Concrete and poured concrete
Precast concrete consists of coarse aggregates and fine aggregates, cement, water and admixtures. It is mixed in the factory's batch plant according to the engineer's specified concrete mix design.
Each infrastructure factory has a concrete laboratory for routine raw material testing and controlling the exact amount of each material in a given batch. This is especially important when using high flow self-consolidating concrete or SCC because concrete can flow quickly and easily, completely filling the mold and minimizing the possibility of cavitation.
The laboratory collects vials to check the compressive strength and verify the quality of each batch. The concrete was also subjected to various additional tests, including spreading tests, to verify that the mixture had proper fluidity and that there was no separation of the aggregate.
A batch of approved concrete is transported into the mold in a dispenser using an overhead crane. When the crane is positioned above the mold, the production team fills the required amount of concrete in each form, taking care to completely fill the mold without clogging the air gap. Many plants use shakers to ensure that concrete is completely deposited into the formwork. Once the table is filled, flatten the top and apply the specified surface treatment.
Immediately after the concrete is poured, the curing process begins. This may include placing a tarp on the product overnight to capture the heat generated as part of the hydration process, which accelerates the cure. The controlled environment of the prefabricated plant enables the product to cure correctly and achieve full design strength faster than the field.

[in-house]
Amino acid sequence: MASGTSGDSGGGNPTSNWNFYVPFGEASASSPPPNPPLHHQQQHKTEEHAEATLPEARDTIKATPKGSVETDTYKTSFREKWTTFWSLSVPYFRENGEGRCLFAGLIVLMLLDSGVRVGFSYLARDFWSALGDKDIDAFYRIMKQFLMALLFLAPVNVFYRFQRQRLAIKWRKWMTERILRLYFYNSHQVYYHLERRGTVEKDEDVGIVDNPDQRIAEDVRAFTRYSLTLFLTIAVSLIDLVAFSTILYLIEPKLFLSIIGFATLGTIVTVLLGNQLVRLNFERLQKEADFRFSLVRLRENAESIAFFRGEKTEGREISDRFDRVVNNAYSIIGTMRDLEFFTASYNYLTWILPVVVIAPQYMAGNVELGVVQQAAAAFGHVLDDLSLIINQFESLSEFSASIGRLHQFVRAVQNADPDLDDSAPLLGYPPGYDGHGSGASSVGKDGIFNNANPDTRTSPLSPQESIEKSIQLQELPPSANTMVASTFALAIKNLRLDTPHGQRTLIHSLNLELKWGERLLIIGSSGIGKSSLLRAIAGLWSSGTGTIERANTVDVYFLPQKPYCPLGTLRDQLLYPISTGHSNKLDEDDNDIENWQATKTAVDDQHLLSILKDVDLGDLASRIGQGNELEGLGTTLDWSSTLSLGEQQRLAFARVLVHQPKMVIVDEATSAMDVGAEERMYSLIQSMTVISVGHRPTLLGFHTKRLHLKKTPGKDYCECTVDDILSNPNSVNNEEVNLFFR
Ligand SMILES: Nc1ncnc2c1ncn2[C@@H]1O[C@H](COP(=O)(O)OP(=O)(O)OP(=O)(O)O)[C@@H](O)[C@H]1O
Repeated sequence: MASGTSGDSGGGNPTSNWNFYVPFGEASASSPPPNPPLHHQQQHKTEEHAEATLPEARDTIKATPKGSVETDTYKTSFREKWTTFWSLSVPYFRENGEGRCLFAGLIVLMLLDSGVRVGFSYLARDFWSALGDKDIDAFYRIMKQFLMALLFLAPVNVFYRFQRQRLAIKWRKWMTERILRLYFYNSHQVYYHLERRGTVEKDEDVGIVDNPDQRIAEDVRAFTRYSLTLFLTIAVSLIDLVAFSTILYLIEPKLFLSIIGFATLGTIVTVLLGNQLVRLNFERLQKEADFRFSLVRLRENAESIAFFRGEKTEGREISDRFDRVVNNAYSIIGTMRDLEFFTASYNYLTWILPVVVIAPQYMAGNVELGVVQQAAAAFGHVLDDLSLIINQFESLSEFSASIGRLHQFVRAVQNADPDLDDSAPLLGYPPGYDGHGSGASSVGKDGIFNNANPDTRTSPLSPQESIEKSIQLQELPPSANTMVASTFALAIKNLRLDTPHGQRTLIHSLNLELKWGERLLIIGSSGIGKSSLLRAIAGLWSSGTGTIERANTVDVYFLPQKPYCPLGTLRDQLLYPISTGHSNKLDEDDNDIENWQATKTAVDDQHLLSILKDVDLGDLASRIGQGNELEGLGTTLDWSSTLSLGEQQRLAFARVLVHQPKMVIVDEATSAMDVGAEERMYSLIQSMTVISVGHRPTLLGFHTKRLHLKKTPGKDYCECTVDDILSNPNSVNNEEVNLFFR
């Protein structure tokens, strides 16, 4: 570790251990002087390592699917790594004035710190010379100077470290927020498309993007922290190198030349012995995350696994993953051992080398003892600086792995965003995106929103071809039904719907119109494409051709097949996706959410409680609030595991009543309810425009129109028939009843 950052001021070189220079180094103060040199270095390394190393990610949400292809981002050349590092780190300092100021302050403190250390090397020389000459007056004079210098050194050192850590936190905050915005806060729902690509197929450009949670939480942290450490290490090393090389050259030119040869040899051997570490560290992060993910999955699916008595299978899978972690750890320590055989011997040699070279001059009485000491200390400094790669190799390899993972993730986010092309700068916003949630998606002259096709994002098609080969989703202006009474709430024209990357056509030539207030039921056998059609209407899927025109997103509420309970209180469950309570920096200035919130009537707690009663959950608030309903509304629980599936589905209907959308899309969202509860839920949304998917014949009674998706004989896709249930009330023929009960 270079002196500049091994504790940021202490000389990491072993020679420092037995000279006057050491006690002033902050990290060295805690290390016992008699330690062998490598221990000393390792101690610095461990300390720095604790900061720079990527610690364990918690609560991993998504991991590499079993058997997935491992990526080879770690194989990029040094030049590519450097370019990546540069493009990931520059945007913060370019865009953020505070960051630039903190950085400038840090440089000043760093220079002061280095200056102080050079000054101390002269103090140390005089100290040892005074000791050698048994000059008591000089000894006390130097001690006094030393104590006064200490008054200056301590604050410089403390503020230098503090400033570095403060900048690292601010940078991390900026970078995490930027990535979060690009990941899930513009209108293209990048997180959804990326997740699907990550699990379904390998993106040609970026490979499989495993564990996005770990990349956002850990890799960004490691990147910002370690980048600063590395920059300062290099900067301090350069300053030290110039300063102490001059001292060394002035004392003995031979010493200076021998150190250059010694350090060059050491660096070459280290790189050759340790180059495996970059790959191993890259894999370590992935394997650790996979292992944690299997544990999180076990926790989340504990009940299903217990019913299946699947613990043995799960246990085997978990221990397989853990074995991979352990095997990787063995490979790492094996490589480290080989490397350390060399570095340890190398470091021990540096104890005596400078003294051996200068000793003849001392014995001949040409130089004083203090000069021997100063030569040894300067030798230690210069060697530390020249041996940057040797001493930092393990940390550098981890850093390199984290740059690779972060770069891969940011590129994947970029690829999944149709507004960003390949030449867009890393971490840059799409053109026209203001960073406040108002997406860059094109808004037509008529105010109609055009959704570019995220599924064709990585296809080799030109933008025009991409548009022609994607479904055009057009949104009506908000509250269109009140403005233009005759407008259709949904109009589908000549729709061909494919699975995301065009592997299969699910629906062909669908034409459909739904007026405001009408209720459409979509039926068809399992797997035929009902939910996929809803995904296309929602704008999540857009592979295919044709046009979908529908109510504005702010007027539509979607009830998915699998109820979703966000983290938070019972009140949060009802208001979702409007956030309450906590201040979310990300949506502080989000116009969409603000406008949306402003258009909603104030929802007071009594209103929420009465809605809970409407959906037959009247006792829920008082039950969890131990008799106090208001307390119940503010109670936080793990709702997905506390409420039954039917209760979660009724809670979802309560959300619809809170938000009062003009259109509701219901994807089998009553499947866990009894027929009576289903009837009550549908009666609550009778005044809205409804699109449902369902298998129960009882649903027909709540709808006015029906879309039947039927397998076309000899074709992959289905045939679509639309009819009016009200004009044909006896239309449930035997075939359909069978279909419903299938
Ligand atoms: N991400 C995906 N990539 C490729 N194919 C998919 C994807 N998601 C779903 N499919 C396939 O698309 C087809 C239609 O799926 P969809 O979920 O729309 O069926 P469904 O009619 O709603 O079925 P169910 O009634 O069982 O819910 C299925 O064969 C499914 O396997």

Strip the form and check the product
Once the quality control technician confirms that the product has reached the required strength (2500 - 3000 psi) to remove the concrete from its form, the stripping process can begin. This involves opening the outer jacket of the mold and folding the inner core, attaching the hook of the crane to the lifting hardware, and moving the product through the crate to the inspection and finishing area after pouring.
There, QC technicians review the structure to ensure that the final product matches the production drawings and there are no visual defects. Once the final quality control check is passed and the technician signs it, the product is tagged and shipped to the yard, waiting to be delivered to the project site.
Pre-confirm at your workplace
Will the prefabricated parts be delivered to your job site? Using prefabrication saves time and money while improving the overall quality of the construction, but how do you know if prefabrication is right for your project? With all the variables and options, figuring out can be tricky. Download Precast Benefits Checklist and you will be able to quickly assess when, where and how prefabrication is used in your project.